Yeah... I thought the idea of killing an animal for the gods is random.


God does not command random things. Have you read the epistle to the Hebrews recently, it does a beautiful job of explaining this.


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 Post subject: Re: Odyssey
PostPosted: Sun Dec 10, 2017 12:31 am 
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Journeyman
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My question was why sacrifice an animal at all.
What does it benefit God or gods to have an animal killed for them.

It's a serious question and not motivated by some notion of animal rights.

It seems random to me (regardless of who commanded it and how commonly it was commanded) as to why the killing of an animal is in some way to honor or appease a divine being. It's already their own animal.

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 Post subject: Re: Odyssey
PostPosted: Sun Dec 10, 2017 10:13 am 
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King of Cool

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p.falk wrote:
My question was why sacrifice an animal at all.
What does it benefit God or gods to have an animal killed for them.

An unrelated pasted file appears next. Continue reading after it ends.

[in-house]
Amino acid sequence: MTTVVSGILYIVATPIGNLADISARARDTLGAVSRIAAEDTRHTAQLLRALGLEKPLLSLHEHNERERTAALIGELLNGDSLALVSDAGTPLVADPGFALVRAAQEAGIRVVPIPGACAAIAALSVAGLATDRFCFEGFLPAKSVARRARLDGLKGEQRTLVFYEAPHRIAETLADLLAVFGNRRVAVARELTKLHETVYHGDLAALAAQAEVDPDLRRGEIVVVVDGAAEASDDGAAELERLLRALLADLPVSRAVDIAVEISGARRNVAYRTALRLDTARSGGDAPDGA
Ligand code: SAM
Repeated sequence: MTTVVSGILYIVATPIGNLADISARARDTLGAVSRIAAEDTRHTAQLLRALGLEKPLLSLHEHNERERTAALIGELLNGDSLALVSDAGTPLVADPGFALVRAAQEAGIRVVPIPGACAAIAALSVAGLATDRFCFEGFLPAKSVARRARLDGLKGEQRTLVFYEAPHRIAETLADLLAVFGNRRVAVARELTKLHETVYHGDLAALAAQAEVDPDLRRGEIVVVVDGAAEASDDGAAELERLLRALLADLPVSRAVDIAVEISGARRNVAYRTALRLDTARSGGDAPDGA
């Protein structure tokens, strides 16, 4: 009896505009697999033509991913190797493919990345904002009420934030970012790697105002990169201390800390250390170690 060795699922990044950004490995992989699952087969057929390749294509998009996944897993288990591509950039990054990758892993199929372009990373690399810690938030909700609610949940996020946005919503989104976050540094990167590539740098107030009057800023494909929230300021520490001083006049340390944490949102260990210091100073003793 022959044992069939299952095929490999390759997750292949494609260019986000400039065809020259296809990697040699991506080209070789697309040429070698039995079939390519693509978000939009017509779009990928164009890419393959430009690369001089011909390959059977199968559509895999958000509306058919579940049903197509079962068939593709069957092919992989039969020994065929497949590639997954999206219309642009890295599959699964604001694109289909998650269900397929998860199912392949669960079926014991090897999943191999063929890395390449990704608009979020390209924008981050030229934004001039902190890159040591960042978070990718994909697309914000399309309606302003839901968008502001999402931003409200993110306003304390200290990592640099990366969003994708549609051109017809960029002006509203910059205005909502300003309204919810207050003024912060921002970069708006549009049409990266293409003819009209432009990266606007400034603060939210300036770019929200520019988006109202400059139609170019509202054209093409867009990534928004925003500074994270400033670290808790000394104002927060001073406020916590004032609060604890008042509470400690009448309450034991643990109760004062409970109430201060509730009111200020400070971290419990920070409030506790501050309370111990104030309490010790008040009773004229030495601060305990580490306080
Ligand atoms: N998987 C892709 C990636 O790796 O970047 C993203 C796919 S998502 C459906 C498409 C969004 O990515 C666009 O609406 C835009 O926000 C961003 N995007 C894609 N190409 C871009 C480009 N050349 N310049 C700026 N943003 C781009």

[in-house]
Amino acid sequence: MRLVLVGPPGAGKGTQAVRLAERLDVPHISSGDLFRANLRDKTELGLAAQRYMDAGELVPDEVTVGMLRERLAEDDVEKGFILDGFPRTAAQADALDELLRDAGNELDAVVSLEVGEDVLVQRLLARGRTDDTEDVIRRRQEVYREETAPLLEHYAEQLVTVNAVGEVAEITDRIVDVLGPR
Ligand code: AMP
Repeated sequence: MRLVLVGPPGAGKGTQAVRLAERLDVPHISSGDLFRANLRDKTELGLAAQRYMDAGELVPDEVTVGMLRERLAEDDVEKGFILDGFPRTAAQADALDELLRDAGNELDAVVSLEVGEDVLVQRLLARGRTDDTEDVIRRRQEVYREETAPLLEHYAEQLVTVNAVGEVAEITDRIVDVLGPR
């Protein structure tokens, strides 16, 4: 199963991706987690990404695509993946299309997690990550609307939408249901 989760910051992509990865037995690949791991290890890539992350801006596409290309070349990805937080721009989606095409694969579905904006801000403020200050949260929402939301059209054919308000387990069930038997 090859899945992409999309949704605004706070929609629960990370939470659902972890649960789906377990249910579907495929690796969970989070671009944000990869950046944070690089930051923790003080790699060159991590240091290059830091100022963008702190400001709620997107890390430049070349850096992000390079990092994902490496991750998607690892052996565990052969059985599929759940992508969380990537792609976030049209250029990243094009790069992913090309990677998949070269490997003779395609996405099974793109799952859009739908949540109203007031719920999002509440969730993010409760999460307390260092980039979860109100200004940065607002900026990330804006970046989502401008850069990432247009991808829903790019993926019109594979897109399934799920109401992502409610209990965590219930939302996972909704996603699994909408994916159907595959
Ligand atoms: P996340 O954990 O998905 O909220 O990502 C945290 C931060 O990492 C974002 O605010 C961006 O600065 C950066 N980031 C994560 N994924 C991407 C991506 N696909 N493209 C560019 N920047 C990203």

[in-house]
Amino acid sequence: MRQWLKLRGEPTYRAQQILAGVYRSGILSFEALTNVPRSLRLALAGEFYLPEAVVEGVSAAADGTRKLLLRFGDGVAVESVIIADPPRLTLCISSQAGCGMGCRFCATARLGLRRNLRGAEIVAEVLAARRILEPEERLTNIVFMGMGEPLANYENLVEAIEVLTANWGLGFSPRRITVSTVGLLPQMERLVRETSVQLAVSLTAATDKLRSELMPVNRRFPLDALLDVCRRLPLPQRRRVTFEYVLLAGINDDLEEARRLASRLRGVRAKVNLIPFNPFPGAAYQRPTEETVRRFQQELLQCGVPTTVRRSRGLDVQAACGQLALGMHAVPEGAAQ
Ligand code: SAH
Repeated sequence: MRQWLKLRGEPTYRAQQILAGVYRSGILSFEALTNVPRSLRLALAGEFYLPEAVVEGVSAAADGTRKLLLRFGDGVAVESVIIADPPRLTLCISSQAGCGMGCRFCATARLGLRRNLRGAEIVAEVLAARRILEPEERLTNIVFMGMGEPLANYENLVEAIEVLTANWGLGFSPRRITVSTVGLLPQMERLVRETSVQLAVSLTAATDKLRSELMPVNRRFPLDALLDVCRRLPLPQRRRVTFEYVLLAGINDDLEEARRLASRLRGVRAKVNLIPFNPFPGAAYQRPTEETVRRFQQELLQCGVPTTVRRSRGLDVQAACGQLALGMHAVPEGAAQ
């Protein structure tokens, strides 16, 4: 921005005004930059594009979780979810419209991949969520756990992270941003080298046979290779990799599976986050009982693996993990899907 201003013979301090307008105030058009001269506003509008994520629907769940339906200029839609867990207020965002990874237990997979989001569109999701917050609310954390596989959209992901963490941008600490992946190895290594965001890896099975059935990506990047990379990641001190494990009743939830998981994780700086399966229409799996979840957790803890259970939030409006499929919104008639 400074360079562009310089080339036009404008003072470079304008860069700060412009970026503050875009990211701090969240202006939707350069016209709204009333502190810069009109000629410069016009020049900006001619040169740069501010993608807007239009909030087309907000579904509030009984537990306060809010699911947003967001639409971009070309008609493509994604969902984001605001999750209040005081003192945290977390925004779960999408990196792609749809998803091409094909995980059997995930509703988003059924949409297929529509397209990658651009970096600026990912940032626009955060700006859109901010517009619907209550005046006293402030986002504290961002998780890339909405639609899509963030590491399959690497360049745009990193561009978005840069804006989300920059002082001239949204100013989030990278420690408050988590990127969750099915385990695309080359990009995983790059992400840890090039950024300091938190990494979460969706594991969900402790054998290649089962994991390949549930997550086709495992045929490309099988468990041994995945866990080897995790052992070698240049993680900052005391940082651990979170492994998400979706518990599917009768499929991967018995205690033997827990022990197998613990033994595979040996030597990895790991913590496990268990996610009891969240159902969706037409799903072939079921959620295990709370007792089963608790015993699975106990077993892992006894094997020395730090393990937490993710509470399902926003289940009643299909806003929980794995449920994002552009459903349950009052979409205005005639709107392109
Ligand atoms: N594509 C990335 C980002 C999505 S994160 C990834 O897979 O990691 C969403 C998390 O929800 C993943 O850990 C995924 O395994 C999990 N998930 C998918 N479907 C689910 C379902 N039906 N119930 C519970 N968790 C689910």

It's a serious question and not motivated by some notion of animal rights.

It seems random to me (regardless of who commanded it and how commonly it was commanded) as to why the killing of an animal is in some way to honor or appease a divine being. It's already their own animal.


That's why I suggested reading the epistle to the Hebrews in the light of this question, I think it does a beautiful job of explaining this, in particular the rather bold statement 'without the shedding of blood, there is no forgiveness of sins.' That, I think is a really meaningful statement.

The concept of sacrifice is essential to almost all religions. And not all sacrifices were made in the form of animals. Sometimes, vegetables or grain was offered, and another common form of sacrifice was the libation, where part or all of a bottle of wine was poured out on the ground in honor a God. Whatever was offered, and in Aztec religion it was often a human life, the point is that the thing which is offered has to be something of value, something that it hurts to lose. The Greeks, in particular, valued wine, so pouring part or all of a bottle of wine in honor of a God no doubt led to a feeling of loss.

As I said, I think the traditional Christian explanation is that human beings have a natural sense that we are unworthy to approach God, and therefore, if we wish to appease God, we have to abase ourselves in some way and offer him something of value to appease his anger. Christians don't reject this idea, we just believe that Christ was the ultimate sacrifice, making all other sacrifices pale by comparison and eliminating the need for any further sacrifice, except to re-offer Christ again in the Eucharist.

The Eucharist is a sacrifice, as two things of great value, namely bread and wine, both of which are still to this day staples of the human diet everywhere in the world, and both of which are the product of human labor, are offered to God, and are turned into the body and blood of Christ, sometimes at great cost if the bread or wine offered is rather valuable.